I certainly would. Representing Bosworth, a hosiery and knitwear constituency in the midlands, I have spent much of the last 30 years in the House—not quite as long as the hon. Gentleman, I think, from memory—looking at the problem of phosphorescent dyes, which are very popular in the clothing industry, getting into sewage works and water streams. Of course I would be happy to become involved in that.
I turn to the importance of the UK’s having a sustainable healthcare policy. At the moment, one third of the world’s population already has, in part, a sustainable healthcare system. The two most populous countries in the world are, colleagues will recall, China and India; China has a population of 1.4 billion and India has a population of 1.3 billion. I say to my right hon. Friend the Minister that the challenge for us in this country is to develop—or to take forward from their small base—zero-carbon medicines and healthcare. We cannot ignore this subject.
China has 65,000 hospitals that use zero-carbon treatments in the shape of acupuncture. They also use traditional Chinese herbal medicine, which has a carbon footprint close to zero. I have to say to my right hon. Friend that India is light years ahead. Not only does it have a family health Ministry; it has the Ministry of AYUSH—the Ministry of Ayurveda, Yoga & Naturopathy, Unani, Siddha and Homoeopathy, which is a sustainable health Ministry that is very much supported by Prime Minister Modi, who has just been elected for another five years. The Ministry has seen its budget increase four times in the last six years.
I say to my right hon. Friend that it is a mystery to me why the authorities in this country—the National Institute for Health and Care Excellence, NHS England and, to a certain extent, the Department of Health and Social Care—do not look far afield beyond our country and take note of what is happening in other parts of the world. NICE decided to query the effectiveness of acupuncture, a zero-carbon treatment, for lower back pain. In January, I asked its chief executive, Sir Andrew Dillon, whether he had looked at evidence from China. He said no, on cost grounds; admittedly, NICE’s budget has been reduced. However, that is a mistake; we should look further afield.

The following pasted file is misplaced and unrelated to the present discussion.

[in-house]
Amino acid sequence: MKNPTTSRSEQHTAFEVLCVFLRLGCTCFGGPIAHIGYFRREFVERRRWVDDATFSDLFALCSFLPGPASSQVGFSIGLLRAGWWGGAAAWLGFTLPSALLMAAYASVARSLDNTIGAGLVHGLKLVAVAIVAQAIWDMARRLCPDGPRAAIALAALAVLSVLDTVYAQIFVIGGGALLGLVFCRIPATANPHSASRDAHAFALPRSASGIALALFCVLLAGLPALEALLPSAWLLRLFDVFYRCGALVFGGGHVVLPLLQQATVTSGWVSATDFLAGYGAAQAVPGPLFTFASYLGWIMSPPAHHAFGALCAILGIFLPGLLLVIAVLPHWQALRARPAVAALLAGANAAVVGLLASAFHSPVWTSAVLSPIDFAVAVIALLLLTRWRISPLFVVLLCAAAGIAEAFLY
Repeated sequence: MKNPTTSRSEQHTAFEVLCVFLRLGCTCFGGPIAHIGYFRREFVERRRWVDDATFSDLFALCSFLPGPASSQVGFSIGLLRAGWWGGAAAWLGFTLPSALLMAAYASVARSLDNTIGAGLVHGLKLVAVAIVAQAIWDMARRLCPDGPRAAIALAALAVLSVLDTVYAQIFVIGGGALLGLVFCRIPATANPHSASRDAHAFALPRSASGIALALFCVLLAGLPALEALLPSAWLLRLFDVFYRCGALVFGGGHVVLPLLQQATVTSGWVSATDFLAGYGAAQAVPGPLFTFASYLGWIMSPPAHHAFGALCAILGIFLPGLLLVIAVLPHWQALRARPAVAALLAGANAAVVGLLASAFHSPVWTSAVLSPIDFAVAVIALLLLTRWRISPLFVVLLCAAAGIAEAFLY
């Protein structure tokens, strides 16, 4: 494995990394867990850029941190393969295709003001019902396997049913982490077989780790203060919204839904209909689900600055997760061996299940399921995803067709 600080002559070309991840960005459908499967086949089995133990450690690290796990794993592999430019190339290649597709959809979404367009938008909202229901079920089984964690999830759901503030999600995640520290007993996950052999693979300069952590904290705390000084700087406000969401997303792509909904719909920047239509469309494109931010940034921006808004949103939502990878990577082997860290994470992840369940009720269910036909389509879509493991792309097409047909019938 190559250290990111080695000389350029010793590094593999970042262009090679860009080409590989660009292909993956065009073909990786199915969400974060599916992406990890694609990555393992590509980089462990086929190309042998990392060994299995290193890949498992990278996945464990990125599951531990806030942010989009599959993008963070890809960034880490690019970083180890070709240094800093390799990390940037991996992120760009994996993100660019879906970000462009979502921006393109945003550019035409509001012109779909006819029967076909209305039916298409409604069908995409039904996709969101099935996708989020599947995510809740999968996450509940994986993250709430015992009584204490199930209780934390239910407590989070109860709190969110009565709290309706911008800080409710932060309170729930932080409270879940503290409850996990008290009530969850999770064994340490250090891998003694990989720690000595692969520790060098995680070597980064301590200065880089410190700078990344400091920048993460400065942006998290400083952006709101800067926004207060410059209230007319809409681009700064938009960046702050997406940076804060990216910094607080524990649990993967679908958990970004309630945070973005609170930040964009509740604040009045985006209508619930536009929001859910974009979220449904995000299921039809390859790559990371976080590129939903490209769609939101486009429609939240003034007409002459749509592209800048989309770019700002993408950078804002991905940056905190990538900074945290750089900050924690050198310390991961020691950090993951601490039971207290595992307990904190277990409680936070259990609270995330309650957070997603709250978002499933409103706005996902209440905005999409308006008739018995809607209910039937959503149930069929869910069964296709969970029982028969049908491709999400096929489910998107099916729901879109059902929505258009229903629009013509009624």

Today, the head of NHS England, Simon Stevens, made a blanket attack on homeopaths over the issue of vaccinations. I personally support the Daily Mail campaign for vaccinations, which is a good campaign. What I think is mistaken is to attack a movement. Again, we need to look abroad, at what happens in India, bearing in mind that homeopathy—I will not dwell on it for long—is a zero-carbon treatment. Some would say that there is nothing there in homeopathy, but in Delhi there are 6,000 homeopathy clinics and 15,000 registered practitioners; 80% are doctors with five years’ training. I went to a clinic in Calcutta that is treating 2,000 patients a day in the off-season, with 100 doctors on duty each day. I really think that we should look at this.
I will finish on homeopathy on this point. In the whole of India, there are 300,000 homeopathic practitioners, a quarter of a million of whom are doctors with five years’ training. How can it be that at a time of environmental crisis and the shocking carbon footprint of the health service, we are not taking this, the second largest medical system in the world, seriously? I have to say that I think the head of our health service, Simon Stevens, has been very badly advised, and I say the same to Andrew Dillon. I think they have been badly advised. They should get out there and see what is happening in the rest of the world and bury their prejudices.